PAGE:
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Understanding the Relationship between Exercise and Muscle Contraction

Feb 13, 2010

Different types of muscle contractions occur during the various exercise methods that you take part in. It is important to understand what exercises strengthen muscles in different behaviors, making physical fitness goals easier to achieve.

Muscle Contraction

Any movement in any muscle group gets listed as a contraction, even though the exact definition of the term generally means to shorten or decrease in overall length. However, exercise based muscle contractions happen with every exerted force, regardless of the specific exercise or workout regimen. Even when we walk, we generate a force that extends muscles in a lengthening contraction, which also includes the shortening contraction when the knees lock and the legs fully extend (making the muscle fiber shorter than when in stride). Different types of muscle contractions happen due to the action you put on a body part.

Lengthening Muscle Contractions – Eccentric

Often times, you experience much more eccentric muscle contractions than the other types that occur during exercise. In most exercises involving cardiovascular activity, such as running, stepping, walking and nearly anything that involves extending, your legs result in eccentric muscle contraction. Another example that you deal with occurs during the lifting and setting of objects; setting a heavy object on to the ground in a controlled manner often requires both arms to become fully extended.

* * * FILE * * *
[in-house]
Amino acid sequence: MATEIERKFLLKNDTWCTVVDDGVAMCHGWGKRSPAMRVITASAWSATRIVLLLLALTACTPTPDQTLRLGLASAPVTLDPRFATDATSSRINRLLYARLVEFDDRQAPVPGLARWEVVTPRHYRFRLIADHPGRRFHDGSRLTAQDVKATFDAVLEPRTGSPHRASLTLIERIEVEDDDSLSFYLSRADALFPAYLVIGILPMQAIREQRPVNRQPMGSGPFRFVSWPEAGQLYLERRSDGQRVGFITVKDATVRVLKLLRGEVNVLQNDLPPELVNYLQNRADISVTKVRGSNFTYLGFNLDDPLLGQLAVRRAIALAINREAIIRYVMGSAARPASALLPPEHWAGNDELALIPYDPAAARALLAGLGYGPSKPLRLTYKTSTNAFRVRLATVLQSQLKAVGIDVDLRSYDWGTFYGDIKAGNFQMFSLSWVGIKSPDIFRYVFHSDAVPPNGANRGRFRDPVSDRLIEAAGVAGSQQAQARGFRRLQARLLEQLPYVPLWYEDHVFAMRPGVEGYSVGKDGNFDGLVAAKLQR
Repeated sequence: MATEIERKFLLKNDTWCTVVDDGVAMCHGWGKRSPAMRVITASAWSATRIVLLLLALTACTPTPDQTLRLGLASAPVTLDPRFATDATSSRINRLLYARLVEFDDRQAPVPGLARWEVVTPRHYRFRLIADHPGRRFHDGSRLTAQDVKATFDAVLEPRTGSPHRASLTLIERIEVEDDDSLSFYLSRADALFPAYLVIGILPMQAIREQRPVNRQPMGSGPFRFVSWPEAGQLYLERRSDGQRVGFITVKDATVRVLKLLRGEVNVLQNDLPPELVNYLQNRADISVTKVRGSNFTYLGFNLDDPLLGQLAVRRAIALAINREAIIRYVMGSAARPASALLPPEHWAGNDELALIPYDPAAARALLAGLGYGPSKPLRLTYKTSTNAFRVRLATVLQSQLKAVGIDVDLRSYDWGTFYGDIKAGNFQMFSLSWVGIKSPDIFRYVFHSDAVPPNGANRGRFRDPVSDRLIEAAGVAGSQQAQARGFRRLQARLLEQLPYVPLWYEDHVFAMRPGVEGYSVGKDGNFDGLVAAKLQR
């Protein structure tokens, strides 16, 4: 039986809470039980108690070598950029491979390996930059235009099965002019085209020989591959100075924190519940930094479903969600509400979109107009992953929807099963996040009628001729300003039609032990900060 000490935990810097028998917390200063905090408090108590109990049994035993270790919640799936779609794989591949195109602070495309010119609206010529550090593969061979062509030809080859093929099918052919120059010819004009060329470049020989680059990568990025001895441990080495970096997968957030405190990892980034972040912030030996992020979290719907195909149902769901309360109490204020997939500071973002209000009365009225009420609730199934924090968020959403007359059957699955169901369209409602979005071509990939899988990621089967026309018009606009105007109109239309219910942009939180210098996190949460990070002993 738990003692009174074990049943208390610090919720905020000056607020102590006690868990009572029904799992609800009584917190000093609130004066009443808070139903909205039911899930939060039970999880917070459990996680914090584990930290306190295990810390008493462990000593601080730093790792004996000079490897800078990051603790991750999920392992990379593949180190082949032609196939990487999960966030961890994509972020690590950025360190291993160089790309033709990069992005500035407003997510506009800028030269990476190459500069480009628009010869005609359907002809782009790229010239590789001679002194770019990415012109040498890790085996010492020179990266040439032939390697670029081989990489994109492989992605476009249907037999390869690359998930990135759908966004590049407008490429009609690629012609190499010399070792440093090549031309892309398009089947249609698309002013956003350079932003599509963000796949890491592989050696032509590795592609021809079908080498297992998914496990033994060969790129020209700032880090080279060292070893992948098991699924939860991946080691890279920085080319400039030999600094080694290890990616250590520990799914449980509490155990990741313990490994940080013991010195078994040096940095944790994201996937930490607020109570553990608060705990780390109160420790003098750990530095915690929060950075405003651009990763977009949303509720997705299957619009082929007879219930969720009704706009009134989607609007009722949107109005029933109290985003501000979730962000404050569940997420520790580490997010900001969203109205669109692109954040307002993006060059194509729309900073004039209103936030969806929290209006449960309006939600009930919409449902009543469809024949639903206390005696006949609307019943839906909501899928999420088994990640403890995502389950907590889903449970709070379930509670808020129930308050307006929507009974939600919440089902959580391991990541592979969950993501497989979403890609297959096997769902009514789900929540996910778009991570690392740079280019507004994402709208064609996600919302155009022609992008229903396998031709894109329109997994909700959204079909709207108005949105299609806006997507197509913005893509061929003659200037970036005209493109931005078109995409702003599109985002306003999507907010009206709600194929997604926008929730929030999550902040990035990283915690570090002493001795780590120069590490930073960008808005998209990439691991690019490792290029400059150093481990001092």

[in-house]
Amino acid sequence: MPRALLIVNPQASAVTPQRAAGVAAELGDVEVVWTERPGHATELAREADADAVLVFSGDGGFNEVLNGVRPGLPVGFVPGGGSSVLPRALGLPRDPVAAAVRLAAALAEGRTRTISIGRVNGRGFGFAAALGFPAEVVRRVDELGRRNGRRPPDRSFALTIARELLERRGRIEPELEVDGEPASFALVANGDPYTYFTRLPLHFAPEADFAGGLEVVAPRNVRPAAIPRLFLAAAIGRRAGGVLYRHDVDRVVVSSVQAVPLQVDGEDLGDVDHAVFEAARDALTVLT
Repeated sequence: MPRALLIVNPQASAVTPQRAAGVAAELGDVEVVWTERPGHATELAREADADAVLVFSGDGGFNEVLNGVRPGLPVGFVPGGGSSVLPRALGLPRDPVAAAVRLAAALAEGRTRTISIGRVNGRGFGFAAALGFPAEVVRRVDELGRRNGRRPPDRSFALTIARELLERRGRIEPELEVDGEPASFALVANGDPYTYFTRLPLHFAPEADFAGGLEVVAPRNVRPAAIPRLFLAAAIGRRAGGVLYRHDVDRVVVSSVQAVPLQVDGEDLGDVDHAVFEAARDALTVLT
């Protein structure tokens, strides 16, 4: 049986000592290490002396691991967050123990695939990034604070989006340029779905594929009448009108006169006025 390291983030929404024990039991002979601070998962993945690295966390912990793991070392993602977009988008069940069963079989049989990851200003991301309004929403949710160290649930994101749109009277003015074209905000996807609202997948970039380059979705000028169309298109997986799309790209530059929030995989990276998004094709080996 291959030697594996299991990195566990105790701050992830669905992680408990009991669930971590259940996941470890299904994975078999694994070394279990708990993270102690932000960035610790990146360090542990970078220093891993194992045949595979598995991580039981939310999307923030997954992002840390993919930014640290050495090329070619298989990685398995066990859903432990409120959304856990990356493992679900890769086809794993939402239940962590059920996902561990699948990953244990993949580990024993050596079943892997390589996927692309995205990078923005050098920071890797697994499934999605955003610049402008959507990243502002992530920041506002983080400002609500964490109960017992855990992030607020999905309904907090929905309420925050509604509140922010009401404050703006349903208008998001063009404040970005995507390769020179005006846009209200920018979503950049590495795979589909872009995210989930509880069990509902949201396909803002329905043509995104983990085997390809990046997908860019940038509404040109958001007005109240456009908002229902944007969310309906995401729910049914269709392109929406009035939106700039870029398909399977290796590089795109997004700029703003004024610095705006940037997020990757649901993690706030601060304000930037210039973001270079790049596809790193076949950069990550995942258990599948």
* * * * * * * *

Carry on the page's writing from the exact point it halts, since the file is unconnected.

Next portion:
Stretching and muscle strengthening occur as a direct result of lengthening muscle contractions, which often bring about muscle soreness. Unlike concentric or muscle shortening exercises, eccentric exercise puts continual strain on muscle fibers, providing you with a burning sensation (that commonly occurs at the end of a long set of repetitions).

Shortening Muscle Contractions – Concentric

This type of muscle contraction occurs when muscle fibers get shortened. Concentric contractions happen as a result of your muscle decreasing the maximum weight load that it can normally handle. An example of a concentric exercise, the bicep curl, provides a great demonstration for you to better understand the concept of the contraction; the weight becomes hard to lift during the first phase of the lift, but then suddenly becomes much easier during the last few inches of pull when the weight nearly touches your face.

Steady Muscle Strain – Isometric

Isometric exercises and movement force muscles to hold a fixed position so that the muscle tissue and fiber does not stretch, bend, shorten or lengthen. If you hold an object of any size so that the weight gets suspended in the air, equal force gets applied in both directions so that the muscle does not experience either eccentric or concentric contraction. Anytime an equal amount of force gets applied by the muscle and the object being acted upon, an isometric contraction will occur.

Stretching and Muscle Contraction

Before, during or after exercise, you should always stretch. Although stretching commonly goes without the label of an exercise type, the act of stretching does cause muscle contraction. Muscles become passively lengthened in stretches such as sitting toe touches; the hamstrings lengthen even though the muscle group does not perform actions, such as in a jump or squat.

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